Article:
Simon Greener LLB
Has someone you care for passed away, and you need help with the legal paperwork? At Davis Gregory we can take care of all these concerns for you. We offer a full service including:
The services we offer are important, whether you are planning arrangements for yourself, or you are trying to cope with the care of a parent or other loved one. We also specialise in helping those who are alone, without family or friends who are able or willing to look after them.
We can often work on a fixed-price basis, or to a budget we agree with you. For example, our normal charge for a straightforward Will for an individual is just £300 + VAT, and mirror wills for a husband and wife is £550 + VAT.
Simon Greener LLB
A will is a legally binding document that lays out what happens to your money, property and possessions after your death. It also outlines your wishes regarding the appointment of guardians if you have young children. Wills need to be formally witnessed and signed to make them legally valid.
Making a Will is extremely important, as it is the only way to control what will happen to your estate when you die. ‘Estate’ means everything you own, including savings, property, furniture, vehicles and other assets. A will allows you to choose which family members should benefit, what gifts to make to particular friends or charities, what arrangements should be made for your children, and even what your funeral arrangements should be. If you make a will you can also make sure you do not pay more Inheritance Tax than you need to.
You need to make a Will that is legally binding. To do so, it is important to have this prepared by a specialist Wills solicitor, who can
A solicitor specialising in estate planning can provide expert advice, ensure your will meets all legal requirements, and help minimise potential future challenges if you go for a 'DIY Will'. If your estate is complex or you have specific concerns, it's essential you seek legal guidance for your will, to ensure it accurately reflects your wishes and protects your loved ones.
When writing a will, you will appoint one or more people to serve as executor. When someone dies, the executor of the will becomes responsible for administering your assets. If you have been appointed as executor, you first need to obtain the grant of probate (a document giving legal authority to an executor to administer the assets of the deceased person). You then need to distribute the assets according to the wishes laid out in the will. This can be a confusing process, especially in a time of grieving, so we can guide you through this process and take care of any of your concerns. Please find out more about the services Davis Gregory Will department offers.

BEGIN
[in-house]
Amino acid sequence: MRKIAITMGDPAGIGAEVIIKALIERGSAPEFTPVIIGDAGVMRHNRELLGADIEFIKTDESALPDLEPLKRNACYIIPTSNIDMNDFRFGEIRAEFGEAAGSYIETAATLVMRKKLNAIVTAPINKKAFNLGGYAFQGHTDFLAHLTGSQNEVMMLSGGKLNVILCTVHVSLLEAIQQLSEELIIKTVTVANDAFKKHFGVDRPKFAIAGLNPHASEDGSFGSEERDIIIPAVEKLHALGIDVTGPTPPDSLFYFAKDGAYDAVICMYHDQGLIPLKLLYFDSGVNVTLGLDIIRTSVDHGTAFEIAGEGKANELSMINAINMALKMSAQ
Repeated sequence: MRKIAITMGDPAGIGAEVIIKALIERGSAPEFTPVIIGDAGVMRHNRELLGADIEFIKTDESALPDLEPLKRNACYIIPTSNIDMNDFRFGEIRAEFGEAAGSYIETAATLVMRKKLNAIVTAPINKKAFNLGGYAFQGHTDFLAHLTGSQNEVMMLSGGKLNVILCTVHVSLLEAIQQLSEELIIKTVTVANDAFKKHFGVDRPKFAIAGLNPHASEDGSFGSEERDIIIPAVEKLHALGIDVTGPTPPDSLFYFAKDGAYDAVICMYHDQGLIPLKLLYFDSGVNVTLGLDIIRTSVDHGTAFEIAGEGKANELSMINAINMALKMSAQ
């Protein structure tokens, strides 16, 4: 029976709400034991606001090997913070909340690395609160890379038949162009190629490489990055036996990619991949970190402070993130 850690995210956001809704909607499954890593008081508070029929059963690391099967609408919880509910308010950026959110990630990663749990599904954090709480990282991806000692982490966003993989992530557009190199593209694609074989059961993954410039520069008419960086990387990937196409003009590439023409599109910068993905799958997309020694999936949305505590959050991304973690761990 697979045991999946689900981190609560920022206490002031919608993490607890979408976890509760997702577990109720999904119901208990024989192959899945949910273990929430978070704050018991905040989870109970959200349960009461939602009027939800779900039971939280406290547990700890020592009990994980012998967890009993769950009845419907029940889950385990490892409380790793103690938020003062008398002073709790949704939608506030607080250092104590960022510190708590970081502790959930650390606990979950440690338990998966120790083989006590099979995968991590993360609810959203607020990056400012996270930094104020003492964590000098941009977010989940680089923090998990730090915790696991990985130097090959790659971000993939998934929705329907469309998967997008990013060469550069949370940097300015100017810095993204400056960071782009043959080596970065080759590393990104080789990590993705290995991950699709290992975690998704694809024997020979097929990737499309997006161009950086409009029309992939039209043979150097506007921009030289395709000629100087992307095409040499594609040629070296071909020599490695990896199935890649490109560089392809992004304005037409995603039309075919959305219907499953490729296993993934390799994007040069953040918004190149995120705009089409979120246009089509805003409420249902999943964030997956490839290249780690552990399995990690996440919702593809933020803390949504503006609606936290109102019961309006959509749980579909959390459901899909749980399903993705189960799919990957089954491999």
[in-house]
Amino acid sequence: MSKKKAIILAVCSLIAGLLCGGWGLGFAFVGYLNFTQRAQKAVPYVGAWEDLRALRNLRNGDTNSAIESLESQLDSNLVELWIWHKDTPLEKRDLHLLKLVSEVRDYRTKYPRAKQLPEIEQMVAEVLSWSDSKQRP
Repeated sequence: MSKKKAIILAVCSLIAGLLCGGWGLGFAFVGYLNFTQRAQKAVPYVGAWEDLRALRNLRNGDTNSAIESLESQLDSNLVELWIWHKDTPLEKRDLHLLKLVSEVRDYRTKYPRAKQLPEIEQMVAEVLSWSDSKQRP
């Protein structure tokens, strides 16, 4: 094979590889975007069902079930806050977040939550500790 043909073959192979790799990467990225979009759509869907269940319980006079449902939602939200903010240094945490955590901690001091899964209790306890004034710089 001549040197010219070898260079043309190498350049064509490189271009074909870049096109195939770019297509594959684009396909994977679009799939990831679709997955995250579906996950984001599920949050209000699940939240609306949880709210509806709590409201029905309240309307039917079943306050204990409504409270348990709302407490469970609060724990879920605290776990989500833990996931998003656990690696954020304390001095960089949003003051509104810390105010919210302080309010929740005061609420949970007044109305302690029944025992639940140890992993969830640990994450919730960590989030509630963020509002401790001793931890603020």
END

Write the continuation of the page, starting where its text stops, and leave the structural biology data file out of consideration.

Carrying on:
At Davis Gregory we are expert Cheltenham Wills Solicitors who have for many years provided a specialist Will-writing service. We will discuss with you your requirements, advise you if you are uncertain about what to do, then prepare your Will and make certain it is legally valid. If you wish, we will store the original Will for you free of charge, and provide you with a copy.
If you do not make a Will, then the law says you have died ‘intestate’. This means that despite any wishes you expressed in your lifetime, your estate may not go to who you want. For example, it can mean your estate does not all pass to your husband, wife or civil partner; step-children can end up receiving nothing and your estate will pass to the Crown (the government) if you don’t have close relatives. This is why it’s very important to make a will! Find out more about what happens if you die without a will.
Yes, you can change or update your will during your lifetime. Life events such as marriage, divorce, new grandchildren, moving house, or changes in your financial situation may necessitate updating your will. It's essential to keep your will up to date to reflect your current wishes accurately. In fact, it’s advised to review your will every 5 years. Davis Gregory are on hand to support you through your life journey, so please contact us if you wish to make any changes to your will.
If you have minor updates to make to your will, the original document will be unaltered but a codicil will be added. This must be signed and witnessed in the same way as the will, although the witnesses don’t have to be the same as the original ones. If anything substantial needs to be changed, you should make a new will and cancel your old one.